Asphalt roads are the most common type of roadway due to their cost-efficiency, strength, and durability, leading to over two million miles of U.S. paved asphalt roads; most people, however, aren’t aware of the asphalt road-making process.

As one of the leading asphalt companies in Central Texas, Premium Asphalt Paving & Sealcoating completes numerous asphalt paving installations, repairs, and repaving services each year. Not only do we understand the asphalt installation from beginning to end, but we also love to educate others on the process.

Before we explain how asphalt roads are made, let’s look at the history of asphalt roads in America.

A Brief History of Asphalt Roads

Asphalt is a sticky black mixture of aggregates, binder, and filler, with the first recorded use of asphalt in road building beginning in 625 B.C. in Babylon. The Romans also incorporated it into their ancient roadways as a smooth surface for their military.

In 1870, a Belgian chemist named Edmund J. DeSmedt was the first person to lay an asphalt road in Newark, New Jersey. He also paved Pennsylvania Avenue in Washington, D.C., using asphalt from Trinidad Lake.

Since then, new technology has helped refine asphalt mixtures to improve the final products; as a result, there are currently hundreds of different ways to manufacture road construction. In 1956, the Interstate Highways Act greatly improved asphalt road construction.

In 1986, Congress created the National Center for Asphalt Technology to test and improve asphalt across the country. Today, asphalt is one of the country’s most recycled materials, with over 70 million metric tons recycled every year.

Read More: How Technology Has Improved Asphalt Paving

Asphalt Road Installation Process

With today’s advanced technologies, asphalt pavement is installed faster and more efficiently than ever before. Here is a step-by-step guide to the asphalt installation process.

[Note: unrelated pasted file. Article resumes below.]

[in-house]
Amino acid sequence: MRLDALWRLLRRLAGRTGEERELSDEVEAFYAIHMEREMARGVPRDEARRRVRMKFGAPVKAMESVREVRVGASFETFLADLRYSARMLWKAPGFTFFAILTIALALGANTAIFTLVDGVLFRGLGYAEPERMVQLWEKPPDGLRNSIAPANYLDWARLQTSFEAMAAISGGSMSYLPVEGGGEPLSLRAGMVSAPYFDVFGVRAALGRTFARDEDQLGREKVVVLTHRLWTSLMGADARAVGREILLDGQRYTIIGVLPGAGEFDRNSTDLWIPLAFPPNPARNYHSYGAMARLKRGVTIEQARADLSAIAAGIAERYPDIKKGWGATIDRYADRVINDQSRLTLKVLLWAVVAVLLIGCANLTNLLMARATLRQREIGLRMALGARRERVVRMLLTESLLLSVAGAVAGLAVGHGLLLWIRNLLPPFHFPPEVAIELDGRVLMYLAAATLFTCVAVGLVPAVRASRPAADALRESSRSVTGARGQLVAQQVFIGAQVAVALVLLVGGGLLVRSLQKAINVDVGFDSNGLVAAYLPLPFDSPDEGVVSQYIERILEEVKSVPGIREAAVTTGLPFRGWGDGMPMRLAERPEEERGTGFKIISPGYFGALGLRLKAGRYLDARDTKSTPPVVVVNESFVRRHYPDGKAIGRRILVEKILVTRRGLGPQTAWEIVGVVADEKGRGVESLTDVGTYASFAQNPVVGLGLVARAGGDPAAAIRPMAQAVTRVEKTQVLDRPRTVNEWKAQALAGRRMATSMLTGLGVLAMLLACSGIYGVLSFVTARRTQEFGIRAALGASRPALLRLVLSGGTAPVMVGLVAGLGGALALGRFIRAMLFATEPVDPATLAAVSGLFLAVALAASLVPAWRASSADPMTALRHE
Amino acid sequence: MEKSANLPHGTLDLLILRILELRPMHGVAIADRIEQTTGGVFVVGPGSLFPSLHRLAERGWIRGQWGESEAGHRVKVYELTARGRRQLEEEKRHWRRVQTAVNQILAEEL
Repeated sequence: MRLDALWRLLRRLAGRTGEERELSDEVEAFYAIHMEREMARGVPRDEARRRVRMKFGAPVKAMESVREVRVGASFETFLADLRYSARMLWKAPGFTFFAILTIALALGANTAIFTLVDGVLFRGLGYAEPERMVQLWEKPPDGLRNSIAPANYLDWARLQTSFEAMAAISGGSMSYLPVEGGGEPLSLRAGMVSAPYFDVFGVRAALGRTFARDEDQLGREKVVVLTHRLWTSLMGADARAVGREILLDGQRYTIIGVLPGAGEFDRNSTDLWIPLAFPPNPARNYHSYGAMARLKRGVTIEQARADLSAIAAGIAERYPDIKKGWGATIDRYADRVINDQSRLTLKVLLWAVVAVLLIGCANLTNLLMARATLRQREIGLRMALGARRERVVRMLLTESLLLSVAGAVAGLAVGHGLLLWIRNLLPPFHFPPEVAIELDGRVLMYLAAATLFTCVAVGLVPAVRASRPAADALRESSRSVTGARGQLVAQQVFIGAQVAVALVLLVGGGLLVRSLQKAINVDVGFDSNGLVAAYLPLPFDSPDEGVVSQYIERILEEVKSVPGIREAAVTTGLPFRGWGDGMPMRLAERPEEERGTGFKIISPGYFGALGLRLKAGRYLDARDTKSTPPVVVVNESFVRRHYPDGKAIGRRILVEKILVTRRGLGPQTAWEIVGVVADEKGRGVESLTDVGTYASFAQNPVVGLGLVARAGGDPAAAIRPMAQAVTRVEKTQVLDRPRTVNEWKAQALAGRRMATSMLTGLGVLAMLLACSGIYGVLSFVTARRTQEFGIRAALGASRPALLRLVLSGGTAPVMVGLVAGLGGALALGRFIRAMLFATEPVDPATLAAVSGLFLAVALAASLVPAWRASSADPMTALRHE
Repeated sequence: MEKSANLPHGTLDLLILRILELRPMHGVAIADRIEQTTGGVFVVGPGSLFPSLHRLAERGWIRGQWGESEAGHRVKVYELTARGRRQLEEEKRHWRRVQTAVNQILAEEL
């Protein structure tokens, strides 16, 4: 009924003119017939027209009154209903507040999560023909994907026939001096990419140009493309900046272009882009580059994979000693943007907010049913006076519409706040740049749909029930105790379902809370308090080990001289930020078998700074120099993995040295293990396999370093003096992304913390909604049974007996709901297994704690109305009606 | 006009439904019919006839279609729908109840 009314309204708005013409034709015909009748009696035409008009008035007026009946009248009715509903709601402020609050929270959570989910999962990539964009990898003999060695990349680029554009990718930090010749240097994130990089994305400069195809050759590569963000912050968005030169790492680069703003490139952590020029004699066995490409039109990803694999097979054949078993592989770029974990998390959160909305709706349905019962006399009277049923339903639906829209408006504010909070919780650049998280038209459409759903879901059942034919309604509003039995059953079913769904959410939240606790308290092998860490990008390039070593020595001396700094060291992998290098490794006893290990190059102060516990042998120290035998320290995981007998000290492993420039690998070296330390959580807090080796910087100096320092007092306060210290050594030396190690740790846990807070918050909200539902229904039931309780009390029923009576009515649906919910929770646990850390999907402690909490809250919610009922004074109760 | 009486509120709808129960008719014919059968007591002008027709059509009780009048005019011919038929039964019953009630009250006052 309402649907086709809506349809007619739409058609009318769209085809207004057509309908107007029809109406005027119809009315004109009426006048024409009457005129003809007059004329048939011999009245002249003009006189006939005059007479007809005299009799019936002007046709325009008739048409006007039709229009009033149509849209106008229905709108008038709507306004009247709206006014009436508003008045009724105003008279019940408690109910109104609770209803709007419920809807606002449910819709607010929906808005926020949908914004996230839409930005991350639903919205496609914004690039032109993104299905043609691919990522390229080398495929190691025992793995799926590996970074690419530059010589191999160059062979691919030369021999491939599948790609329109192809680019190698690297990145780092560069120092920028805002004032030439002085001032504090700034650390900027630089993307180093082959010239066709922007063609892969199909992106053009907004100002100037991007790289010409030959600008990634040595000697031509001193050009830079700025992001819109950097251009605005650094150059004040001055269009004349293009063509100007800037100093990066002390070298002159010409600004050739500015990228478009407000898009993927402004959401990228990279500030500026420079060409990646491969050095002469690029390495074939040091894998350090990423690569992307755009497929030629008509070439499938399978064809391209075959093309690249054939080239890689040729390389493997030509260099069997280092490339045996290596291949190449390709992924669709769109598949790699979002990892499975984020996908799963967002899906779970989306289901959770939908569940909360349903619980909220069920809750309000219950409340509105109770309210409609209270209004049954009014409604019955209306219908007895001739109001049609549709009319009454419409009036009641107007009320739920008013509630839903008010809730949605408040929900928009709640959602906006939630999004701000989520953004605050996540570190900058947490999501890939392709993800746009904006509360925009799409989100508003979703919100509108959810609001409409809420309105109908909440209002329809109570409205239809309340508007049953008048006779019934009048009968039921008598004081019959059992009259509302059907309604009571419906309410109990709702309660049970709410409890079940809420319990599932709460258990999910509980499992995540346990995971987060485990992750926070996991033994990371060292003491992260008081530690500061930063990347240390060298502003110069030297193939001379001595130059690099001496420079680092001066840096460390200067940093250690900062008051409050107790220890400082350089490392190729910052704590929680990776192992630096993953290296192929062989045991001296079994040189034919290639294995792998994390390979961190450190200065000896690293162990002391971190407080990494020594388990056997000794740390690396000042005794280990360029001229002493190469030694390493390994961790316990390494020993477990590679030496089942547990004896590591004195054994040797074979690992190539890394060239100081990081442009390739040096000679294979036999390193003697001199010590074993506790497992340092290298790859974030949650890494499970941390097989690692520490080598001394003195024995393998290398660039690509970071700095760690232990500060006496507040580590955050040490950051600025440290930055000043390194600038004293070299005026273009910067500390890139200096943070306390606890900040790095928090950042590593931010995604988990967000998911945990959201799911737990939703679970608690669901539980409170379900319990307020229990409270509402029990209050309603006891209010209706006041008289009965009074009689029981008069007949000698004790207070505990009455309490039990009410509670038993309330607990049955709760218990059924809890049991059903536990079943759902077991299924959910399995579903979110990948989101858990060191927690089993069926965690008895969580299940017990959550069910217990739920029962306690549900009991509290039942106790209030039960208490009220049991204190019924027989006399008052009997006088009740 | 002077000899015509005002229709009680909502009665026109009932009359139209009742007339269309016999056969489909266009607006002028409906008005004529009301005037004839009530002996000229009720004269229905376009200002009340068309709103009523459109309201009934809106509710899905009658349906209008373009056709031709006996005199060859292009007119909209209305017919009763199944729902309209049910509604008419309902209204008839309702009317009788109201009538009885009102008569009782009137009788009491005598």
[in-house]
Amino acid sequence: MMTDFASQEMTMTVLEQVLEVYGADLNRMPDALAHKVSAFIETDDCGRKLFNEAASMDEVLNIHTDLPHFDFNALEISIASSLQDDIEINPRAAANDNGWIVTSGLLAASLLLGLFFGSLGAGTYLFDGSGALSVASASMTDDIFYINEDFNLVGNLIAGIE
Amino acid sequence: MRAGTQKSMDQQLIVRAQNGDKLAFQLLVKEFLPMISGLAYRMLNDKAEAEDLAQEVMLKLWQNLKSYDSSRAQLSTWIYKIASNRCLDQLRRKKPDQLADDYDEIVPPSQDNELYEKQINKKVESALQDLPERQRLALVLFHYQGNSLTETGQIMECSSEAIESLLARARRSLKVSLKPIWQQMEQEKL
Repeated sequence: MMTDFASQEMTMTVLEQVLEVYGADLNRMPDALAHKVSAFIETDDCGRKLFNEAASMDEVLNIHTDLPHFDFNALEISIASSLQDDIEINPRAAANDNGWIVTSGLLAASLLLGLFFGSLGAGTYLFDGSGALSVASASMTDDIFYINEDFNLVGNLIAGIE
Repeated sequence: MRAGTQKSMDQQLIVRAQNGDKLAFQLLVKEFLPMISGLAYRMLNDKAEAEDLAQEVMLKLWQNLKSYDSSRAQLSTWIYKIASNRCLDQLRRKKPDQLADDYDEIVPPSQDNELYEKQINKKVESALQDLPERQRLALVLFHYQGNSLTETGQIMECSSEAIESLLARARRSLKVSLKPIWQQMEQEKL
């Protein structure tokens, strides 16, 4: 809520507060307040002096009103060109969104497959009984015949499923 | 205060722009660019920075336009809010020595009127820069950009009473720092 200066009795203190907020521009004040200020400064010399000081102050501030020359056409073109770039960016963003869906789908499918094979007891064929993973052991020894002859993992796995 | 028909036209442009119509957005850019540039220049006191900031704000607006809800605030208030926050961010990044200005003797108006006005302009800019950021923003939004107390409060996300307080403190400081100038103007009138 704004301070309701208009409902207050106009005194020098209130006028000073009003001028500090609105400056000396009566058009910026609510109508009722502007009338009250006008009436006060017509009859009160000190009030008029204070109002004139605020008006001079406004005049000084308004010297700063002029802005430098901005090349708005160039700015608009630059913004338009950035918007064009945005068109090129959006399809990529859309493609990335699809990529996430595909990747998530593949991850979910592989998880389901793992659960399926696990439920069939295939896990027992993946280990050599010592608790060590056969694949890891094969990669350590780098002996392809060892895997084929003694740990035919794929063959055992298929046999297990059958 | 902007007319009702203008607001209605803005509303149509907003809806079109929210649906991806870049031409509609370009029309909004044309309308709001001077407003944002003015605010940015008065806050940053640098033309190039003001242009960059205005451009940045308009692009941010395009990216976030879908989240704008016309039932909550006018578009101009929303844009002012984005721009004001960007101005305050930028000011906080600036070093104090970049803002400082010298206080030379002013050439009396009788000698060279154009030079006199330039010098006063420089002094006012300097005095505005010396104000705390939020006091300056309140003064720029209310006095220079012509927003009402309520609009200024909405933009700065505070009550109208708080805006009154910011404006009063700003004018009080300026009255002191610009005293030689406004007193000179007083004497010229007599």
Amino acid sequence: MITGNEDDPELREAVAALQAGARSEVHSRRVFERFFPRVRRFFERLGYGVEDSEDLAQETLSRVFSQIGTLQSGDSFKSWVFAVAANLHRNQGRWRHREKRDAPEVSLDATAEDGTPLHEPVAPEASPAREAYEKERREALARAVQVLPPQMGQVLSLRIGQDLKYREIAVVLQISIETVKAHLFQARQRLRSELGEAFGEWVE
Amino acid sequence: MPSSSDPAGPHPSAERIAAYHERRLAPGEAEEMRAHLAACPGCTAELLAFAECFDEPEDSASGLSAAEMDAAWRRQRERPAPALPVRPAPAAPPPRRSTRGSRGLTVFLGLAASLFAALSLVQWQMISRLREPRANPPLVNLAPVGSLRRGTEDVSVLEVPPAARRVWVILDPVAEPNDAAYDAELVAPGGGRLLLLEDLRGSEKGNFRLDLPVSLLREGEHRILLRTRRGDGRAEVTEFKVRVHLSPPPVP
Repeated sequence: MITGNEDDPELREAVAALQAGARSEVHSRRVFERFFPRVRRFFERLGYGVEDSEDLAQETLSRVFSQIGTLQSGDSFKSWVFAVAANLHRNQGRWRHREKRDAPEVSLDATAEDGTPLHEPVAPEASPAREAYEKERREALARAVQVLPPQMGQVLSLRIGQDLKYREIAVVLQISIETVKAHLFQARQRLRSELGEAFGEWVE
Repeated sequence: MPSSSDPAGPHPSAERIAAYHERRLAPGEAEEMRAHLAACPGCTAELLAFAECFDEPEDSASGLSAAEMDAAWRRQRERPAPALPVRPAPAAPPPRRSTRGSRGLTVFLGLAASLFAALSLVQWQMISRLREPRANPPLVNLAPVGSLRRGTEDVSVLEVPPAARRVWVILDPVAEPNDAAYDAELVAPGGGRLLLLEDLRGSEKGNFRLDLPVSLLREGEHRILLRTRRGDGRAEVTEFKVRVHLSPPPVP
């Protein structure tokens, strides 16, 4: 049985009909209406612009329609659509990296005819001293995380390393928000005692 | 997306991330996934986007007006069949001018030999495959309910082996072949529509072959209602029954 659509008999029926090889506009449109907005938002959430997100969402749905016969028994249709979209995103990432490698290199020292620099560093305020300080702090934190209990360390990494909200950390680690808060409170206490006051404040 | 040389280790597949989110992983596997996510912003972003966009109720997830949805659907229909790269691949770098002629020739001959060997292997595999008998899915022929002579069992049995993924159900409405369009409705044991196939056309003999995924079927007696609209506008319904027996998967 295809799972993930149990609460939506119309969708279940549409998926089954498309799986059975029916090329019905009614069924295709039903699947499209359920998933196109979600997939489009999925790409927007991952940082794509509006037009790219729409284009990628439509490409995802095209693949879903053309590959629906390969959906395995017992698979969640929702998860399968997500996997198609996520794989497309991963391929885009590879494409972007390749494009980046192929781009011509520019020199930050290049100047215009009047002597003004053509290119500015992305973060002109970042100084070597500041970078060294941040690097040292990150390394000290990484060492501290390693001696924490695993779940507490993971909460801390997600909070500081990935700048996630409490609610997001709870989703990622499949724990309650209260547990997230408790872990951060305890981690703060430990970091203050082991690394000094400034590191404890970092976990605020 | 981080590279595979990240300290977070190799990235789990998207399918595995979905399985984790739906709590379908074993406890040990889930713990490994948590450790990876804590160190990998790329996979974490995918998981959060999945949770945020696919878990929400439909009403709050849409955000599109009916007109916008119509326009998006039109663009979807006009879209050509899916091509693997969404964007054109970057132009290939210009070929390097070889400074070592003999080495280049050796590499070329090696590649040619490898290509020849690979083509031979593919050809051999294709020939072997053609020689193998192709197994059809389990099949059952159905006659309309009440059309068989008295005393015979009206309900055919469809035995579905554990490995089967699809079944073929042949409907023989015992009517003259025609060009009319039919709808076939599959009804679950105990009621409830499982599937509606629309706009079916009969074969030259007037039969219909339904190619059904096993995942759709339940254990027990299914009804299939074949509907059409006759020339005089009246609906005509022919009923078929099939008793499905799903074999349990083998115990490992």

1. Demolition and Removal

The first step is to demolish the existing surface. An asphalt pavement company uses heavy machinery like forklifts, front loaders, and dump trucks to remove the old surface.

The removed materials are collected and recycled into new asphalt mixtures. Asphalt is environmentally friendly because these materials are recycled and not thrown away.

2. Grading and Sloping

After demolition, the surface is graded and sloped to ensure proper water drainage. This step keeps water from collecting on the asphalt road and causing damage like cracks, potholes, and heaving.

3. Sub-Base

The sub-base layer is the most important part of the asphalt road because it provides a stable surface to support the new pavement. It also acts as a barrier against weather damage. Without a correctly compacted sub-base, the road’s durability dramatically decreases.

4. Proof Roll and Undercutting

A proof roll tests the sub-base foundation before the remaining pavement layers are installed. This extra step ensures the underlying surface is strong and ready to support the new asphalt. If any areas flex more than an inch under the weight of the smooth-drum roller, a technician uses the undercutting method to repair the soft area.

Undercutting involves digging down into the surface and replacing the soft spot with a stronger aggregate mixture. Instead of digging up the whole sub-base and starting over, this technique creates a solid support base for the new asphalt.

5. Binder Layer

The binder layer is added once the sub-base is correctly installed and fully supported. This layer is a mixture of large aggregate and oil that ensures the overall strength and durability of the asphalt road.

6. Asphalt Installation

This top layer of the asphalt road is made of small aggregates, sand, and oil. Combining these materials creates asphalt’s well-known shiny black finish and provides a smooth ride for vehicles.

7. Butt Joints and Transitions

Since most new roads connect to other surfaces, an asphalt contractor must smooth out each transition connecting the old surface to the new. Butt joints ensure drivers and

pedestrians don’t notice a difference between the old and new surfaces. Transitional areas may require extra grading to ensure water run-off is appropriate.

8. Final Roll

Before installation is complete, a roller truck compacts and smooths the entire surface. Once this final roll removes any small bumps or loose debris poking through the new surface, the asphalt road is ready to go.

Need a Free Estimate on Your Next Asphalt Paving Project?

Whether you need a new road or asphalt maintenance services, you can trust us to do the job right. At Premium Asphalt Paving & Sealcoating, our pavements are built to last. We provide customized commercial and residential asphalt services throughout the Brazos Valley. Contact us today, and let’s get started on your next asphalt project!

Read More: The Premium Asphalt Difference

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